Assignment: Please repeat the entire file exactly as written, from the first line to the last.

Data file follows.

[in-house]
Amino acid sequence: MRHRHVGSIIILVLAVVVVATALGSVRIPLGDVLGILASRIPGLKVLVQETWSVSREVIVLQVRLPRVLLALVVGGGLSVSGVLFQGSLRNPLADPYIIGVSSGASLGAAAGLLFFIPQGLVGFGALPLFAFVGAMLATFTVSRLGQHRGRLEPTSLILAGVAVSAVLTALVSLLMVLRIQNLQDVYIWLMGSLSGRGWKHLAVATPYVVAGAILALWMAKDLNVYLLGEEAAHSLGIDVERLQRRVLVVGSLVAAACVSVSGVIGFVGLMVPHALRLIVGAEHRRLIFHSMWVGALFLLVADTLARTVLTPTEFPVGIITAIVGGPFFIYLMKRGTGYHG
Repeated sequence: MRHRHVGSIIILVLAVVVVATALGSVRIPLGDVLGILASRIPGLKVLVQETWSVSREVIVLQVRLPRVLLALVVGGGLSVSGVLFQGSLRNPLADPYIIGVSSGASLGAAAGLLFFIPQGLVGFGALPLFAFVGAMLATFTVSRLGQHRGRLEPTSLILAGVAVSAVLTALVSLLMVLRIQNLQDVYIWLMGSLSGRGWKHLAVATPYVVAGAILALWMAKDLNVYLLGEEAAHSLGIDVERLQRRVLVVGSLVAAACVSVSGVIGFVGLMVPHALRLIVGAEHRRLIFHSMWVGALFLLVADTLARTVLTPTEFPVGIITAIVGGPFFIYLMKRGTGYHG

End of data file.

[in-house]
Amino acid sequence: MRHRHVGSIIILVLAVVVVATALGSVRIPLGDVLGILASRIPGLKVLVQETWSVSREVIVLQVRLPRVLLALVVGGGLSVSGVLFQGSLRNPLADPYIIGVSSGASLGAAAGLLFFIPQGLVGFGALPLFAFVGAMLATFTVSRLGQHRGRLEPTSLILAGVAVSAVLTALVSLLMVLRIQNLQDVYIWLMGSLSGRGWKHLAVATPYVVAGAILALWMAKDLNVYLLGEEAAHSLGIDVERLQRRVLVVGSLVAAACVSVSGVIGFVGLMVPHALRLIVGAEHRRLIFHSMWVGALFLLVADTLARTVLTPTEFPVGIITAIVGGPFFIYLMKRGTGYHG
Repeated sequence: MRHRHVGSIIILVLAVVVVATALGSVRIPLGDVLGILASRIPGLKVLVQETWSVSREVIVLQVRLPRVLLALVVGGGLSVSGVLFQGSLRNPLADPYIIGVSSGASLGAAAGLLFFIPQGLVGFGALPLFAFVGAMLATFTVSRLGQHRGRLEPTSLILAGVAVSAVLTALVSLLMVLRIQNLQDVYIWLMGSLSGRGWKHLAVATPYVVAGAILALWMAKDLNVYLLGEEAAHSLGIDVERLQRRVLVVGSLVAAACVSVSGVIGFVGLMVPHALRLIVGAEHRRLIFHSMWVGALFLLVADTLARTVLTPTEFPVGIITAIVGGPFFIYLMKRGTGYHG